It would be years before I'd have a camera in my hand to photograph the moment for posterity (and apart from anything film, even for instamatics was still pricey at my age) but that wasn't the point. Sometimes you just have to enjoy and experience the moment rather than have a camera permanently transfixed to your face.

By seventeen, I was getting into the nightclubs: Valentinos, Clouds and Tiffanys being the popular choices and I was banging down the door to get to as many gigs as my limited finances could afford.

If not having a camera was going to have me missing the opportunity to capture the moment then the alternative was to become an autograph hunter. Hanging around at the end of gigs, cajoling and wangling my way to get up close to these strangers on stage who I was in awe of. It soon became a challenge. Teenage problem solving.

The Boomtown Rats

My first success had been the Boomtown Rats at the Odeon. I was becoming adept at getting in backstage at this particular venue, normally when the band were doing soundchecks in the late afternoon long before the gig would start at which point I'd nonchalantly make my way into the auditorium.

Quite often kids, whose parents had influence or money, would be brought down to the front of the stage to meet the band after the event. I'd hang around and on this occasion I was mixing skin with one of the most popular bands at the time. Bob Geldof et al signing anything that a pen could mark, with Paula Yates and the other girlfriends sitting up back in the rear isles watching and laughing amongst themselves.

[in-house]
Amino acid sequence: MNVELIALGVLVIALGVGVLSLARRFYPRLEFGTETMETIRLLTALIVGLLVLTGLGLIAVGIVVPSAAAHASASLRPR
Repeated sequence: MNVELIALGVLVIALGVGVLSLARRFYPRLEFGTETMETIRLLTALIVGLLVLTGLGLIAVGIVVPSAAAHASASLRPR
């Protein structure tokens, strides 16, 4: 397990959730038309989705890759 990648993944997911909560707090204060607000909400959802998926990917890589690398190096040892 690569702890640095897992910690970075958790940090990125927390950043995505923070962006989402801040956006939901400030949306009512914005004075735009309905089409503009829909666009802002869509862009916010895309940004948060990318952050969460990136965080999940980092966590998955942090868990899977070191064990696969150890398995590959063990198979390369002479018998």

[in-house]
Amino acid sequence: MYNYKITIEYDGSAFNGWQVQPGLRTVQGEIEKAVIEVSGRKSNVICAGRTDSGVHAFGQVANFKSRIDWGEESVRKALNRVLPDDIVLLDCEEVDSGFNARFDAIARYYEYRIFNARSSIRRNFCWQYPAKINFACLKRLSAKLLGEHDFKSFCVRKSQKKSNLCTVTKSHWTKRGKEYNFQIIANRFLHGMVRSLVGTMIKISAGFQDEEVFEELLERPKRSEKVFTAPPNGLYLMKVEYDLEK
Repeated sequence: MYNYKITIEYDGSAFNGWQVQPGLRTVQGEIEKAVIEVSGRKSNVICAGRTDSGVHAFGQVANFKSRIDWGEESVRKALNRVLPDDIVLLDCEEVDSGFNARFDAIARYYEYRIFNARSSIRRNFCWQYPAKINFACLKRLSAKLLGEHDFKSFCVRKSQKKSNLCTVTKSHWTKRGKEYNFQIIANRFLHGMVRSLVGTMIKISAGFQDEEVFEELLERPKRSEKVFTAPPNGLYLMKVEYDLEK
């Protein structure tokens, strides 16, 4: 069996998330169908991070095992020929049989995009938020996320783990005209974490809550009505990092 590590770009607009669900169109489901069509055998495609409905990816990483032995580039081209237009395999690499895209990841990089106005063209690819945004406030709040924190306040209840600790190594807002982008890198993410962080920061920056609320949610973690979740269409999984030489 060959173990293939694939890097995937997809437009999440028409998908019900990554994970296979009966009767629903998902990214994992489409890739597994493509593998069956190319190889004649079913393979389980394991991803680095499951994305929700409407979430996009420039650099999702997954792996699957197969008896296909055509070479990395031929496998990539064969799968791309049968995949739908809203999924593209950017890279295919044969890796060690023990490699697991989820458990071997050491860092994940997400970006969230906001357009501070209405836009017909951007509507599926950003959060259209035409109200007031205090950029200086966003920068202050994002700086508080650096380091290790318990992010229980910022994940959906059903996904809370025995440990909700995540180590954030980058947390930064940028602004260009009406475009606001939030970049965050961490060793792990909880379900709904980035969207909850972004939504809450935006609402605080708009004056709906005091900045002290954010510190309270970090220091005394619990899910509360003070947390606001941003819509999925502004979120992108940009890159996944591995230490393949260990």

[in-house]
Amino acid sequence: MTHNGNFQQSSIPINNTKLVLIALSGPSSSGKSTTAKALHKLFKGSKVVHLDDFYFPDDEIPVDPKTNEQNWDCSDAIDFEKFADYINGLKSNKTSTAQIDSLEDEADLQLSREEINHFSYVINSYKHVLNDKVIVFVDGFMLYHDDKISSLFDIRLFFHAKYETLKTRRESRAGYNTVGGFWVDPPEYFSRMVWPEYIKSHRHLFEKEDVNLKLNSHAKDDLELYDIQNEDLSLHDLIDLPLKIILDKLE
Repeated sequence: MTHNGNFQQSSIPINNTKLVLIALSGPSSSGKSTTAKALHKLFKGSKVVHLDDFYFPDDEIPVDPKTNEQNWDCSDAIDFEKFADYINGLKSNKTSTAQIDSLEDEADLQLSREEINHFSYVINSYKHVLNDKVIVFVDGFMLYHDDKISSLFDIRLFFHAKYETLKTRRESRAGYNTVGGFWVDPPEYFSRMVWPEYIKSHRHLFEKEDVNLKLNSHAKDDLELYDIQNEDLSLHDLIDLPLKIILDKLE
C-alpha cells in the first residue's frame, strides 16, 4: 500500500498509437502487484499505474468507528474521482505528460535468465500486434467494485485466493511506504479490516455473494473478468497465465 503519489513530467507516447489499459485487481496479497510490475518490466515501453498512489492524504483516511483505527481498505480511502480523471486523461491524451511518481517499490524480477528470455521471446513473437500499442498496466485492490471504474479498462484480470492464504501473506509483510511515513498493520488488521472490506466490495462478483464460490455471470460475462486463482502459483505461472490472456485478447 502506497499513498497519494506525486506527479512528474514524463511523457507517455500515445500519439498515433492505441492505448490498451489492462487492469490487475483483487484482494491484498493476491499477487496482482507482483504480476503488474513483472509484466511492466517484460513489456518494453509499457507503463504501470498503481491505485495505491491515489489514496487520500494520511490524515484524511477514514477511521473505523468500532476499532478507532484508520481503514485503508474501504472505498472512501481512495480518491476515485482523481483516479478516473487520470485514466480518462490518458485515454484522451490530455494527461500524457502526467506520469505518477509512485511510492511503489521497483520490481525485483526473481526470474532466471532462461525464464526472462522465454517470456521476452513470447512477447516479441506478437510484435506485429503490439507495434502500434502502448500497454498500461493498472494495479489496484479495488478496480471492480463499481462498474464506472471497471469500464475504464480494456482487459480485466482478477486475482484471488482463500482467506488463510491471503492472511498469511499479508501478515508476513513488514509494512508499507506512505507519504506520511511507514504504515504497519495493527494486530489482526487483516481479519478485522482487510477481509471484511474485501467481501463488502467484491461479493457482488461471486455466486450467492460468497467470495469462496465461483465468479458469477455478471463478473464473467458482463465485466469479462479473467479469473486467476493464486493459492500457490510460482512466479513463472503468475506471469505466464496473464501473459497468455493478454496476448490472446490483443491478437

As Bob signed my scrap of paper, I was brazen enough to ask if he'd swap his cap for my button badge. He laughed. As if? Still, it was worth a try. You don't ask, you don't get. At the end, I happily headed home. It was late, the middle of the week and I had school the next day. In fact I was so deliriously high with what I'd achieved that I left my autographs in the taxi (how I could afford a taxi, I don't know) and they disappeared into the ether! I wouldn't make that mistake again.

The Mo-dettes

By 1980 I was now fully immersed in the whole autograph/gig experience and the Mo-Dettes, who were riding high with White Mice. It was the first time I met Simon Clegg, who was much older than me (though anyone over 18 seemed old at that age) and someone I'd see often taking photographs at gigs. Edinburgh Gig Archives is a good source for a lot of his material. Maybe, in some way, meeting him had an influence on my interest in photography. I'd like to think so.

Vinyl Cover for Mo-Dettes White Mice with autographs

Autographed vinyl sleeve for White Mice

The Mo-dettes (not to be confused with them being Mods which were experiencing a popular resurgence at the time with the whole Quadrophenia culture) were a band comprising of their twenties. It, therefore, would come as no surprise that, as a seventeen year old I might have just had a bit of a fancy for them as much as I liked their music. Hey ho, we're not all deep thinkers.

Adam and the Ants

Next up was another band on the verge of riding a wave of national populism. The venue would be Tiffanys in Stockbridge and the band would be Adam and the Ants. They were shape shifting from dark, punk alternative songs like Deutscher Girls and Whip in my Valise to tribal, American Indian drum beats with songs such as Dod Eat Dog and kings of the Wild Frontier. With Marco Pironi on guitar and two drummers (Kevin and Terry) pounding ethnic rhythms, they were high on my list of 'must see' bands.